Data were analysed using the Analyse-it for Microsoft Excel software (Analyse-It Software Ltd, Leeds, UK). DRR and FeNO were log-normally distributed and were log10 transformed for all analyses. Change in DRR after treatment was expressed as change in doubling dose of methacholine (change in log DRR/0.3). The relationship between AHR (expressed as DRR) and potential predictive factors was examined using univariate analysis (with Pearson’s correlation coefficient) and multiple linear regression analyses. The sensitivity and specificity of Scond in predicting AHR was assessed by receiver operator characteristics (ROC) analysis. The paired Student’s t test was used for parametric data and the Wilcoxon signed rank test for non-parametric data to compare outcomes after treatment. Data are presented as means with 95% confidence intervals (CI) unless otherwise specified.

RESULTS

Subjects

Forty subjects with asthma participated in the baseline study; 28 had suboptimally controlled asthma and were eligible for the 3 month treatment study and 24 of these agreed to participate. Four subjects from the treatment subgroup withdrew from the study during treatment and the results of two subjects were excluded from the analysis owing to an upper respiratory tract infection at their post-treatment visit. Eighteen subjects were therefore included in the treatment subgroup analysis.

Baseline results of entire asthma group

The characteristics of all 40 patients with asthma at baseline are shown in table 1. AHR was present in 31 of the 40 subjects, and log DRR correlated positively with airway inflammation (log FeNO), Scond (fig 1A) and LCI and negatively with % predicted FEV1 and FEV1/FVC ratio (table 2). Log DRR was not correlated with Sacin (p = 0.67). Log FeNO was not correlated with Scond (r = 0.29, p = 0.07), Sacin (r = 0.20, p = 0.22) or LCI (r = 0.14, p = 0.40) at baseline.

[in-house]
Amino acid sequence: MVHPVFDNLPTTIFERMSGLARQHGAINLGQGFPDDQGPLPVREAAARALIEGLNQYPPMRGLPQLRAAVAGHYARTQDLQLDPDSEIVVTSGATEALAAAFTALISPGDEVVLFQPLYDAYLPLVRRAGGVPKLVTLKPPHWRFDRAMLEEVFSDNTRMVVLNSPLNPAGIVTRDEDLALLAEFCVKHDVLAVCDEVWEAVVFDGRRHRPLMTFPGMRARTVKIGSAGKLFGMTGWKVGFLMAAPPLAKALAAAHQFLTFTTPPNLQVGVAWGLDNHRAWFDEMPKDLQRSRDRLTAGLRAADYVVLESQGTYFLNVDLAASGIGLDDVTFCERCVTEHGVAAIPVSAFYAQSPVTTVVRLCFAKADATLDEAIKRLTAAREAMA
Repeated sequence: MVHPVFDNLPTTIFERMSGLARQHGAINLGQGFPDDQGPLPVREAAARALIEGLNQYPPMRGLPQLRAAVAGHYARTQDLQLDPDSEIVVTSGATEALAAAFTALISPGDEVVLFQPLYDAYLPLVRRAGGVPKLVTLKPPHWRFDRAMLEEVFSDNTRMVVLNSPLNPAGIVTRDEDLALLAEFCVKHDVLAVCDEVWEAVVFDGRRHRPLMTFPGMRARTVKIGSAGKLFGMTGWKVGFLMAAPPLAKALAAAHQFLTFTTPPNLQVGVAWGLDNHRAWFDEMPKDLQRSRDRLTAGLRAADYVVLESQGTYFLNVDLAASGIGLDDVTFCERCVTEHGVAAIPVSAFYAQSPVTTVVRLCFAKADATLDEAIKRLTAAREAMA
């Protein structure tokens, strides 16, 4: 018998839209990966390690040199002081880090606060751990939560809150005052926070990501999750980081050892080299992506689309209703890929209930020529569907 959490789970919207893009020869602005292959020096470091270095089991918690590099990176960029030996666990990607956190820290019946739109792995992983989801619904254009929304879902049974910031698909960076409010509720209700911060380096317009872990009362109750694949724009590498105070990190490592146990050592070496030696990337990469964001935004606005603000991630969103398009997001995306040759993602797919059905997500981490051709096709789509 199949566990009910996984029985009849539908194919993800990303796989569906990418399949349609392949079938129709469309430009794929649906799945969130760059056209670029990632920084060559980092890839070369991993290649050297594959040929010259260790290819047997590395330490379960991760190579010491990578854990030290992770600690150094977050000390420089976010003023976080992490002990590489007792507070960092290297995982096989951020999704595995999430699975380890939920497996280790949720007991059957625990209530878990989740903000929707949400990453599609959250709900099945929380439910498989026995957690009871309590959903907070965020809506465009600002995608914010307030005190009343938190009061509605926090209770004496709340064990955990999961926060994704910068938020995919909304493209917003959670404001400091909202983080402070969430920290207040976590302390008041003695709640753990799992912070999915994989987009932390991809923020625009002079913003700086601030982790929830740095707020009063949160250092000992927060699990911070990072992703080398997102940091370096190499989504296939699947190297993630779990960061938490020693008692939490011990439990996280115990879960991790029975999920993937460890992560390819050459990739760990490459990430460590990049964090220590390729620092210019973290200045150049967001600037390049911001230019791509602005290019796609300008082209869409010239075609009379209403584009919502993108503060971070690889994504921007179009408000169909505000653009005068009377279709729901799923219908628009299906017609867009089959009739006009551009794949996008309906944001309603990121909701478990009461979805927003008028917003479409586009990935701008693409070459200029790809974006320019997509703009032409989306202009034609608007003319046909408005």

Table 1

 Characteristics of study subjects

Table 2

 Pearson correlation coefficients (r) of baseline variables with airway hyperresponsiveness (dose response ratio, DRR) for the asthmatic group as a whole and for the treatment subgroup before and after treatment

Figure 1

 (A) Conductive airway ventilation heterogeneity (Scond) correlates with airway hyperresponsiveness (AHR) (log DRR) at baseline (r = 0.63, p<0.001). Closed circles represent those who participated in the inhaled corticosteroid treatment study and open circles represent those who did not. (B) Scond continues to correlate with AHR following treatment (r = 0.82, p<0.001). Triangles represent subjects treated with chlorofluorocarbon beclomethasone dipropionate (CFC-BDP) and squares represent subjects treated with hydrofluoroalkane beclomethasone dipropionate (HFA-BDP).

In a multiple linear regression model which included the significant factors in table 2, log DRR was significantly predicted by both log FeNO (partial r2 = 0.20, p<0.001, β coefficient 0.9, 95% CI 0.5 to 1.3) and Scond (partial r2 = 0.39, p<0.001, β coefficient 8.5, 95% CI 4.8 to 12.2). LCI, % predicted FEV1 and FEV1/FVC ratio were not significant predictors of log DRR (p = 0.90, p = 0.25 and p = 0.97, respectively) when included separately or together in this model.

Inhaled corticosteroid treatment subgroup